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Instructor: Shawn Grimsley

Ever used a road map to get somewhere? Well, a strategy is a road map for a
business. In this lesson, you'll learn about the process of strategy formulation. You'll
also have a chance to take a short quiz after the lesson.
What Is Strategy Formulation?
A strategy is a broad plan developed by an organization to take it from where it is
to where it wants to be. A well-designed strategy will help an organization reach its
maximum level of effectiveness in reaching its goals while constantly allowing it to
monitor its environment to adapt the strategy as necessary. Strategy
formulation is the process of developing the strategy.
The Process
Strategy formulation requires a series of steps performed in sequential order. The
steps must be taken in order because they build upon one another. However, there
are two processes that are continually performed throughout the strategy
formulation: environmental scanning and continuous implementation.
Environmental scanning is simply the process of paying attention to the external
environment for factors that may affect your organization's performance, which will
need to be addressed in the strategy formulation process. For example, you will pay
attention to what your competition is doing and make adjustments to your strategic
plan as necessary throughout the process.Continuous implementation is simply
implementing parts of the strategy that must take place in order for the next step of
the strategy formulation process to be undertaken. The rest of the strategy
formulation must be taken in order.
The Process: Steps
The first step is values assessment. Every organization has values, and the
strategic plan should align with the organization's values. A value assessment
should look into the personal values of the organization's members, organizational
values, the organization's operating philosophy, culture and stakeholders.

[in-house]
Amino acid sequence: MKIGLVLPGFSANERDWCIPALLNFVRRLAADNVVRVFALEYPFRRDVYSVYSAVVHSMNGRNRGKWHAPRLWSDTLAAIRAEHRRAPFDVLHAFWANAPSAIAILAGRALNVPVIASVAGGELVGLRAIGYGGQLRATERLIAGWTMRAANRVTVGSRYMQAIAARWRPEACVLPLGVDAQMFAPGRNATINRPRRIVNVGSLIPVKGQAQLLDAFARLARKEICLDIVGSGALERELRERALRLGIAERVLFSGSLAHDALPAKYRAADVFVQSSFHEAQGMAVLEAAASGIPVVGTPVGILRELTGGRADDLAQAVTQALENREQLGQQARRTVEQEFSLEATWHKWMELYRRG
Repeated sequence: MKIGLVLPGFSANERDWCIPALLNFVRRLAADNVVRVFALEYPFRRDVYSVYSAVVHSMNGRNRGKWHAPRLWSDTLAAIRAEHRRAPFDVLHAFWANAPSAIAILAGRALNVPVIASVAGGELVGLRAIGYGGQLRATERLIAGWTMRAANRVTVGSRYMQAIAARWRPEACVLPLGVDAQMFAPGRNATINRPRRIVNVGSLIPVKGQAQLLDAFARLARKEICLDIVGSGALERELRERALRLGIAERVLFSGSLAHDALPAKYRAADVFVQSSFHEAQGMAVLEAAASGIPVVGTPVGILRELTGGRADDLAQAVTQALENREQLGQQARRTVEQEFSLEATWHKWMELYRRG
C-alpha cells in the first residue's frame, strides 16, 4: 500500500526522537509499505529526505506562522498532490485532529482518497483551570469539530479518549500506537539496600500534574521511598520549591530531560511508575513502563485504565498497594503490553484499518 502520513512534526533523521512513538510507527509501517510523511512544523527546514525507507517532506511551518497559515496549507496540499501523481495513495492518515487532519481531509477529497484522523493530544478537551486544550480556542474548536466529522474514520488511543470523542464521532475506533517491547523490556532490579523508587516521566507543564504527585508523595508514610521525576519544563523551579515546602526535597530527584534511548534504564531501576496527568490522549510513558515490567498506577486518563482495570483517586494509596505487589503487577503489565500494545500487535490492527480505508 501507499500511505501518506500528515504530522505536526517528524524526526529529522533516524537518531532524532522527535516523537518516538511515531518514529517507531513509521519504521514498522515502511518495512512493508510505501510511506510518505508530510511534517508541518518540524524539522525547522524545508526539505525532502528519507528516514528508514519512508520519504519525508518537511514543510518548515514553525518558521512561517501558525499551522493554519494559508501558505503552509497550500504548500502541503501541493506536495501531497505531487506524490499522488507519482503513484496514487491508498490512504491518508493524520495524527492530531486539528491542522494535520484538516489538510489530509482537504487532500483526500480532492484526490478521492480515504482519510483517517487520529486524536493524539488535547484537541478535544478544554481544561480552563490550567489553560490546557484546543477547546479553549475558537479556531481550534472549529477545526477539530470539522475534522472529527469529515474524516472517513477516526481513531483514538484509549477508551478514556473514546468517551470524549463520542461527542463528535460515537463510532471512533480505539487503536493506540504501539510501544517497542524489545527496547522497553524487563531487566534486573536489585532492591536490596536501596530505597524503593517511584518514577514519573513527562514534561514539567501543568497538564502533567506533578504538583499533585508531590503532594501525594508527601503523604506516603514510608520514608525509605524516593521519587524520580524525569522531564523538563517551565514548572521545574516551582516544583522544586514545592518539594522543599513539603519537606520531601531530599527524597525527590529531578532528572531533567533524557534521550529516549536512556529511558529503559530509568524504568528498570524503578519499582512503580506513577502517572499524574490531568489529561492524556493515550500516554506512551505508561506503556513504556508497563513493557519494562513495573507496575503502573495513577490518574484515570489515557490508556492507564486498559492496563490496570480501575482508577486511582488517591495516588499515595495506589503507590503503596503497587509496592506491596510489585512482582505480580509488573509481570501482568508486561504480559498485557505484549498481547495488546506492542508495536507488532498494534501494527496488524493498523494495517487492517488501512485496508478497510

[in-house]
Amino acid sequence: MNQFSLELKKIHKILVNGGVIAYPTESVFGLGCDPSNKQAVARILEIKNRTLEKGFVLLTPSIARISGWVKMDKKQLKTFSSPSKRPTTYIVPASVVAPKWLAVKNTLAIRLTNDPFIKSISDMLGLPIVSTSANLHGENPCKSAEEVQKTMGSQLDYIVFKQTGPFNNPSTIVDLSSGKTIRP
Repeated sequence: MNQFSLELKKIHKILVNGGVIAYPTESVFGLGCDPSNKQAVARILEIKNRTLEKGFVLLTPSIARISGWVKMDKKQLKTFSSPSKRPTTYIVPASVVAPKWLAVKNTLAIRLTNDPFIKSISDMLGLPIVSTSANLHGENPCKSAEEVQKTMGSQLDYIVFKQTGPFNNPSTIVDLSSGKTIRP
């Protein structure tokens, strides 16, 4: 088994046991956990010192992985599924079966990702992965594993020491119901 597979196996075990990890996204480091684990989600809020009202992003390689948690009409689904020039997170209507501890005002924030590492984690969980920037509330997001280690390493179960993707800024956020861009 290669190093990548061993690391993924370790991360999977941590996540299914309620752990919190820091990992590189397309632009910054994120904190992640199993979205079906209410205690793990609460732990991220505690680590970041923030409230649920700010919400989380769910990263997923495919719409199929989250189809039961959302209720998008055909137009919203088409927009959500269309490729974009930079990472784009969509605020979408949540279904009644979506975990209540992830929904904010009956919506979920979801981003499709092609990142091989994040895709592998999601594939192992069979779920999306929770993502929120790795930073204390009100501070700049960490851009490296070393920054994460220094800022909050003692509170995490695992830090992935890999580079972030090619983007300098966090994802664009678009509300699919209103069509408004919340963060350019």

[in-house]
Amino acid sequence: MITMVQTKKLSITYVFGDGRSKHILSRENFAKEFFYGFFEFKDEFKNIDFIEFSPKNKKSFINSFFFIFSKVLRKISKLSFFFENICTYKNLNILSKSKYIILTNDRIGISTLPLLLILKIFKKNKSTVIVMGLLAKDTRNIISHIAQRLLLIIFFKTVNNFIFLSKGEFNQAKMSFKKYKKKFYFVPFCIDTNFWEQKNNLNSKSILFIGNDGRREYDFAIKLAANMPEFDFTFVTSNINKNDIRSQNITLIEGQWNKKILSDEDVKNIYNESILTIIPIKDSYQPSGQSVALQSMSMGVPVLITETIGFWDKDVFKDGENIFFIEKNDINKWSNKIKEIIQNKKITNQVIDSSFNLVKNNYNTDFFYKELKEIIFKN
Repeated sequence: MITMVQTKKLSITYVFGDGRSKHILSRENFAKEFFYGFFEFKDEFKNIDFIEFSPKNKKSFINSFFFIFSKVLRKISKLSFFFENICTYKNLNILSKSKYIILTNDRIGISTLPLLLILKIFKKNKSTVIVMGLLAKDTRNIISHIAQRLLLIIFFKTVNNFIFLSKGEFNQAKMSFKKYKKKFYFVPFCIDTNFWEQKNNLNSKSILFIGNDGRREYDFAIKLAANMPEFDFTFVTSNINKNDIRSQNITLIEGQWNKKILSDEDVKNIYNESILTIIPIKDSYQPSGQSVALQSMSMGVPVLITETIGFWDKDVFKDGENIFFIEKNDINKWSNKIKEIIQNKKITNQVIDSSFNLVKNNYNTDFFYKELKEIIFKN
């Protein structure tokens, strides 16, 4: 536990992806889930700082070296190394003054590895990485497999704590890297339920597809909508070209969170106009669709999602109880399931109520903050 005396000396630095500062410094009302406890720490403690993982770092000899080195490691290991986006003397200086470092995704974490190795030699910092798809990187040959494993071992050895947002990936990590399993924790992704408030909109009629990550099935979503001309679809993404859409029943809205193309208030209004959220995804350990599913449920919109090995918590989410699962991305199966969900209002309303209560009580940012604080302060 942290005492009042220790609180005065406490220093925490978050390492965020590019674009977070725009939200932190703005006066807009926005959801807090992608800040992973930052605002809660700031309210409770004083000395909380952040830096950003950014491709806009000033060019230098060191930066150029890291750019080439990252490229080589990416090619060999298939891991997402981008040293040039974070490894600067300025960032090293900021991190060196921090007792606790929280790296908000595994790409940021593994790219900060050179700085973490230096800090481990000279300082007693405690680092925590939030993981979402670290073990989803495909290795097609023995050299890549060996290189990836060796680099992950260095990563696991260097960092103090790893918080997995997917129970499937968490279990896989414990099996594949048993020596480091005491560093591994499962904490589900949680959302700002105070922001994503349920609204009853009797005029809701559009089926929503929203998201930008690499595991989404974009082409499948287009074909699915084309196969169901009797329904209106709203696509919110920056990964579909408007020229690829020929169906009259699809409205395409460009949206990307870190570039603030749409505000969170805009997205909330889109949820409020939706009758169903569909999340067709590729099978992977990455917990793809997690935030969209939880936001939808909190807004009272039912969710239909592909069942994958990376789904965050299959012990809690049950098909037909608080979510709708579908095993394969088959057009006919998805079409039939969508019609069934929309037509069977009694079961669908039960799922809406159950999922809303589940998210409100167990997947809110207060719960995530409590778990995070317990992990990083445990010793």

The second step is vision and mission formulation. Once you have a firm handle
on an organization's values, it's time to establish its mission and vision, which is the
foundation upon which your strategy will be built.
An effective vision requires a core ideology and an envisioned future. A core
ideology is the force that binds the organization together. It consists of core values
and core purposes. The core purpose is the organization's raison d'tre, or reason
for being. It's why the organization even exists - what it's here for. The envisioned
future is your conception of where the organization will be at a specific point in
time.
The mission statement states the purpose of the organization in express and
unequivocal terms. The mission statement helps to determine the allocation of
resources, guides your organizational culture, establishes the boundaries of its

activities and helps to facilitate accountability, control, time and performance by


providing criteria for mission achievement.
The Process: Strategy
The next step is strategy design, which involves four elements. First, you must
identify the major lines of your organization's business or activities, called LOBs.
Then, you must establish critical success indicators (CSIs), which are just a way
to measure progress towards the organization's mission. Indicators should include a
target deadline. Indicators can include such things as the return on investment,
profit margins, customer loyalty and employee retention.
Next, you need to identify where you will focus your efforts, known as strategic
thrusts. Examples of strategic thrusts include focusing on existing products and
services, development of joint ventures and strategic alliances, diversification or
liquidation.
The Process: Culture
Finally, you need to figure out what type of organizational culture must be
developed to achieve the organization's goals. Next, you will want to do
a performance audit analysis, which is a close look at the
company's strengths, weaknesses, external opportunities and threats. This is
often